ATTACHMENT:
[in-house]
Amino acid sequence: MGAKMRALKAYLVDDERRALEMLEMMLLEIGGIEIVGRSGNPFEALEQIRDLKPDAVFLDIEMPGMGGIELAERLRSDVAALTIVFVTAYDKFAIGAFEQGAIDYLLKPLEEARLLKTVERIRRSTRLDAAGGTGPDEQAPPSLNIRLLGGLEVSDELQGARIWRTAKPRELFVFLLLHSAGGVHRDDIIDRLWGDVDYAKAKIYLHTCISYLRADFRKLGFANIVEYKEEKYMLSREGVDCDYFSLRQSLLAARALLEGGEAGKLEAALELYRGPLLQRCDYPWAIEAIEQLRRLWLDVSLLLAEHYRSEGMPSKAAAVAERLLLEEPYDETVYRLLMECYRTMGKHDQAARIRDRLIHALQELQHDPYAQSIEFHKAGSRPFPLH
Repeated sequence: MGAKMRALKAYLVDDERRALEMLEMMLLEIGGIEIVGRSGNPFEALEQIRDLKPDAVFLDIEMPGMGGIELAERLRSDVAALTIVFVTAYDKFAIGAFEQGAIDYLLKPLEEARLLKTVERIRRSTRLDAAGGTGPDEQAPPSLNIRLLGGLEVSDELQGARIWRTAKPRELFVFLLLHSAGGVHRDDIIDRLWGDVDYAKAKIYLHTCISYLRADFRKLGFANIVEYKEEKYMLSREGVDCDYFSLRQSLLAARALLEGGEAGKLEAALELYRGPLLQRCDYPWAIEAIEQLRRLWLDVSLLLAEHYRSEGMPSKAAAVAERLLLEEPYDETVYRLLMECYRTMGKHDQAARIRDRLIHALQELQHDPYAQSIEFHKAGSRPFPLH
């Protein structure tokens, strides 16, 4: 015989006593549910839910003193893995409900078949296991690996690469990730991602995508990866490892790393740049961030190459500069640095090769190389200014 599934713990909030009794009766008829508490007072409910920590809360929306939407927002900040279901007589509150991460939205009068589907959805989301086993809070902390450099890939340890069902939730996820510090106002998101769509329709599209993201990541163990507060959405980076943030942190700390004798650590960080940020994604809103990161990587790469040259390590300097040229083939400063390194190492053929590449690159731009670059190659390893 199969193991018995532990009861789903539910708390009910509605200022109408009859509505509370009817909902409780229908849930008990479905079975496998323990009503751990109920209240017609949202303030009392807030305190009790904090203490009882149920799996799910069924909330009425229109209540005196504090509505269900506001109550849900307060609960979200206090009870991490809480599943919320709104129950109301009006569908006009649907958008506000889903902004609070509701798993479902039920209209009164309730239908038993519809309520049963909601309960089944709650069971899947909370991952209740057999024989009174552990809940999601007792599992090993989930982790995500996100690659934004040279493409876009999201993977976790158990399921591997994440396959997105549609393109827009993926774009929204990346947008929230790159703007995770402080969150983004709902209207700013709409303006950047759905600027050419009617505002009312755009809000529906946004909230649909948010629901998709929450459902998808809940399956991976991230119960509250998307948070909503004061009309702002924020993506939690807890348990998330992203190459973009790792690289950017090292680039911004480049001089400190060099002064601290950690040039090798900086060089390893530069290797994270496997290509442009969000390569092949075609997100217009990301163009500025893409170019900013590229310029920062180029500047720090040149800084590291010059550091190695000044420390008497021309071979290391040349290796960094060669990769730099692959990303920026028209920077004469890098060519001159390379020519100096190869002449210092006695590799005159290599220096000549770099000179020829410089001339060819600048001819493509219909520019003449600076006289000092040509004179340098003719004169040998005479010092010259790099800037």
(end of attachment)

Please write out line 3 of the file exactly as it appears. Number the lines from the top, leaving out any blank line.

Repeated sequence: MGAKMRALKAYLVDDERRALEMLEMMLLEIGGIEIVGRSGNPFEALEQIRDLKPDAVFLDIEMPGMGGIELAERLRSDVAALTIVFVTAYDKFAIGAFEQGAIDYLLKPLEEARLLKTVERIRRSTRLDAAGGTGPDEQAPPSLNIRLLGGLEVSDELQGARIWRTAKPRELFVFLLLHSAGGVHRDDIIDRLWGDVDYAKAKIYLHTCISYLRADFRKLGFANIVEYKEEKYMLSREGVDCDYFSLRQSLLAARALLEGGEAGKLEAALELYRGPLLQRCDYPWAIEAIEQLRRLWLDVSLLLAEHYRSEGMPSKAAAVAERLLLEEPYDETVYRLLMECYRTMGKHDQAARIRDRLIHALQELQHDPYAQSIEFHKAGSRPFPLH